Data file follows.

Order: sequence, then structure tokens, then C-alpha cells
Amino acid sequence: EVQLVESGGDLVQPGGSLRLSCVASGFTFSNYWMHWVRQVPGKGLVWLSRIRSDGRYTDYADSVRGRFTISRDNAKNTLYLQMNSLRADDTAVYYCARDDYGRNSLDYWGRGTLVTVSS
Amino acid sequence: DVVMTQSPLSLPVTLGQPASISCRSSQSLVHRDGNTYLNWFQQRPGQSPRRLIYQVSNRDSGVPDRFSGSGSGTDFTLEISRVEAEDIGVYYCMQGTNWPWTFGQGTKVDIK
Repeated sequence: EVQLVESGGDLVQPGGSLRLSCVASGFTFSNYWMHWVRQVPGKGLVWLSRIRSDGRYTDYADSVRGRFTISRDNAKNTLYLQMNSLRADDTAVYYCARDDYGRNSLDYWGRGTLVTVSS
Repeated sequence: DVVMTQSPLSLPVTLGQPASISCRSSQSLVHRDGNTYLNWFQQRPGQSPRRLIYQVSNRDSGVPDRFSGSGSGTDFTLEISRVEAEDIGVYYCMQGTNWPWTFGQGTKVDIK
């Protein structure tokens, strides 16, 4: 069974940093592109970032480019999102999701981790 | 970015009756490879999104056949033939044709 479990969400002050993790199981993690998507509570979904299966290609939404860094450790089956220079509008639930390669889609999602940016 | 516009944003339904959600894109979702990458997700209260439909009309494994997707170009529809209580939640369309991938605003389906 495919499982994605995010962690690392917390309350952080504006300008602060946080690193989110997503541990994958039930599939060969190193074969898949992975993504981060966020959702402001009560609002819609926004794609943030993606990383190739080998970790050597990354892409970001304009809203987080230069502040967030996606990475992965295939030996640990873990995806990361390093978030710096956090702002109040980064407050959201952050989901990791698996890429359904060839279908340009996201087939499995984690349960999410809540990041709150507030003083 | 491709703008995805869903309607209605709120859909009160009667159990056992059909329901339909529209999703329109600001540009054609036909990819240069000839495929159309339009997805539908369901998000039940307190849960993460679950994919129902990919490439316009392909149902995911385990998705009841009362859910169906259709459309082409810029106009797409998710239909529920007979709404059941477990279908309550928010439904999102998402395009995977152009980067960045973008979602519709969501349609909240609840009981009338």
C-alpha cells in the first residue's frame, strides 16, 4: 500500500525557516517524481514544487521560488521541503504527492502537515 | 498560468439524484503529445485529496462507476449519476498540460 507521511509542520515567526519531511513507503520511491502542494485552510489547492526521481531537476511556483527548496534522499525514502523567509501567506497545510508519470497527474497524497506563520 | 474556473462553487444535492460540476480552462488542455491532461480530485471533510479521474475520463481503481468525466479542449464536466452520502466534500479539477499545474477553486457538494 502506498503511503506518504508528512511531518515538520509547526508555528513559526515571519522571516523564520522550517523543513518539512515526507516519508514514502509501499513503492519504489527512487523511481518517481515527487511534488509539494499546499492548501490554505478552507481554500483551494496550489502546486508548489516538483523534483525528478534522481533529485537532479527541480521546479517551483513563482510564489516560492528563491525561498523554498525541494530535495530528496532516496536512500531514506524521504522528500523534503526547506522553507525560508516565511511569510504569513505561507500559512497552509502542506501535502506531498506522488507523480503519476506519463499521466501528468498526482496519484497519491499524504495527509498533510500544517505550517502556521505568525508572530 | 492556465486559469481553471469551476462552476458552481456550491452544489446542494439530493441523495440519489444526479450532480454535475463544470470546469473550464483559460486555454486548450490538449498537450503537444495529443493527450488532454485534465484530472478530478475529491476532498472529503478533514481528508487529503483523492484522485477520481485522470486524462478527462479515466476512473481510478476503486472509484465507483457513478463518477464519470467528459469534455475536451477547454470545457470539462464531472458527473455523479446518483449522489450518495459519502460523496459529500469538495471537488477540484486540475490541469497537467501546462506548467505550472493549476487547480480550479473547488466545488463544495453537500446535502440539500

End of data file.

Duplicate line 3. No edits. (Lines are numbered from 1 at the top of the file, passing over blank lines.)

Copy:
Amino acid sequence: DVVMTQSPLSLPVTLGQPASISCRSSQSLVHRDGNTYLNWFQQRPGQSPRRLIYQVSNRDSGVPDRFSGSGSGTDFTLEISRVEAEDIGVYYCMQGTNWPWTFGQGTKVDIK